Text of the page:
Alice Hathaway Lee Roosevelt
||It has been suggested that this article be merged into Theodore Roosevelt. (Discuss) Proposed since January 2015.|
|Alice Hathaway Lee Roosevelt|
Alice Hathaway Lee at age 17
|Born||Alice Hathaway Lee
July 29, 1861
Chestnut Hill, Massachusetts
|Died||February 14, 1884
Manhattan, New York
Cause of death
|Spouse(s)||Theodore Roosevelt, Jr.
(m. 1880–1884; her death)
|Children||Alice Lee Roosevelt|
|Parent(s)||George Cabot Lee
Caroline Watts Haskell
|Relatives||Paulina Longworth (granddaughter)|
Early life and courtship by Theodore Roosevelt
Alice was born in Chestnut Hill, Massachusetts to banker George Cabot Lee and Caroline Watts Haskell. She was tall for the era at 5'6", and seen as charming and strikingly beautiful. With "blue-gray eyes and long, wavy golden hair", she was called "Sunshine" by her family and friends, because of her cheerful disposition. Theodore was quickly smitten by her.
She met Theodore "T.R." Roosevelt, Jr. on October 18, 1878, at the home of her next-door neighbors, the Saltonstalls; T.R. was a classmate of young Richard Middlecott "Dick" Saltonstall (her cousin) at Harvard University. Of their first encounter, he would write, "As long as I live, I shall never forget how sweetly she looked, and how prettily she greeted me."
For young T.R. it was "love at first sight." By Thanksgiving (only a month after meeting her), he had decided Alice was to be his wife; the following June he proposed. She put T.R. off, however, taking another eight months before saying "yes". It is unknown why she declined Theodore's first offer, but a classmate's fiancé later described him as being, "studious, ambitious, eccentric — not the sort to appeal at first." Theodore then recruited his popular mother and sisters, whom he was very close to, to help court her.
Marriage to Theodore Roosevelt
On February 13, 1880, an ecstatic Roosevelt recorded in his diary his great joy that the woman of his dreams, whom he had actively courted for more than a year, had finally accepted his proposal of marriage. Knowing that his love was reciprocated and that he could now "hold her in my arms and kiss her and caress her and love her as much as I choose" gave the enraptured young Roosevelt enormous satisfaction. They announced their engagement on Valentine's Day, February 14, 1880.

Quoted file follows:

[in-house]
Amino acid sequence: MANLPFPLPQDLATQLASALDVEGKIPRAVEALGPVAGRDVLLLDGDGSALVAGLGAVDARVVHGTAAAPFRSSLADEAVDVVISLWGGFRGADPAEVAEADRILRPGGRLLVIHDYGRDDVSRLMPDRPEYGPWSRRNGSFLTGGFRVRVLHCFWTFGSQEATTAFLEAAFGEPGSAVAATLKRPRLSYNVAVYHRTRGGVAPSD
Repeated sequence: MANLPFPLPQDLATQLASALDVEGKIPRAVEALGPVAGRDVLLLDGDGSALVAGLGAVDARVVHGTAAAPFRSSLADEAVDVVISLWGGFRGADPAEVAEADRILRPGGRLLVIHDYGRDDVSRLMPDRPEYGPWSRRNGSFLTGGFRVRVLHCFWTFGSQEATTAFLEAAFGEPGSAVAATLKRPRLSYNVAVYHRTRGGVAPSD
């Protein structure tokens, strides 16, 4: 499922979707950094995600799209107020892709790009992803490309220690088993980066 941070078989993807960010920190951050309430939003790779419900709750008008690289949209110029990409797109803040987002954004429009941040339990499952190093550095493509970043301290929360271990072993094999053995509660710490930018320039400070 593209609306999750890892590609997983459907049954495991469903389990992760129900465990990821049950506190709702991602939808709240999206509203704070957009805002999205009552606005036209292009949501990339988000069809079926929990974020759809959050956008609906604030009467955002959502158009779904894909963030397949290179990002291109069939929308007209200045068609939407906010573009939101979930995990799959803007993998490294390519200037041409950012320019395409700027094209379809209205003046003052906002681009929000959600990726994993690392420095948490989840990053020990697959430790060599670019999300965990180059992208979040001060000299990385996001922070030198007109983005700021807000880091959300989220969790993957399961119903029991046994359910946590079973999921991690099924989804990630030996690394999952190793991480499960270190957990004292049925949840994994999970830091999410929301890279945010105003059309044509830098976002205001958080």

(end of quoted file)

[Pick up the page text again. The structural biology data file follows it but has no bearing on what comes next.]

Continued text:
At age 19, Alice married Theodore on October 27, 1880 (his 22nd birthday), at the Unitarian Church in Brookline, Massachusetts. Among the guests at their wedding, and at the reception in the home of the bride's parents, was Edith Carow, later to become Roosevelt's second wife. The couple's "proper" honeymoon was delayed until the following summer by Theodore's acceptance into Columbia Law School and after two weeks at the family home in Oyster Bay the couple went to live with Theodore's widowed mother, Martha Stewart "Mittie" Bulloch.
Alice gave birth to a healthy baby girl named Alice Lee Roosevelt at 8:30pm on the night of February 12, 1884. Theodore, then a member of the New York State Assembly, was in Albany attending to business on the Assembly floor because he was positive that the baby would be born on Valentine's Day, the fourth anniversary of their engagement. He received a telegram the next morning notifying him of the birth, and made arrangements to take leave from his duties that afternoon. When he later received another telegram informing him that Alice had taken ill, the commute was such that he did not arrive to his home until midnight, by which time Alice was in a semi-comatose state. He held her for two hours until alerted to his mother's deteriorating condition, two floors below in the Roosevelts' Manhattan home. Theodore's mother Mittie had been ill for several days with what would later be determined to be typhoid fever and died February 14, 1884 at 3:00 am. Theodore then rushed upstairs to his wife, whom he held for several hours until she died that afternoon from a case of undiagnosed kidney failure. Her pregnancy had masked the illness. Her death occurred on Valentine's Day, the fourth anniversary of when their engagement was announced. She was 22 years old.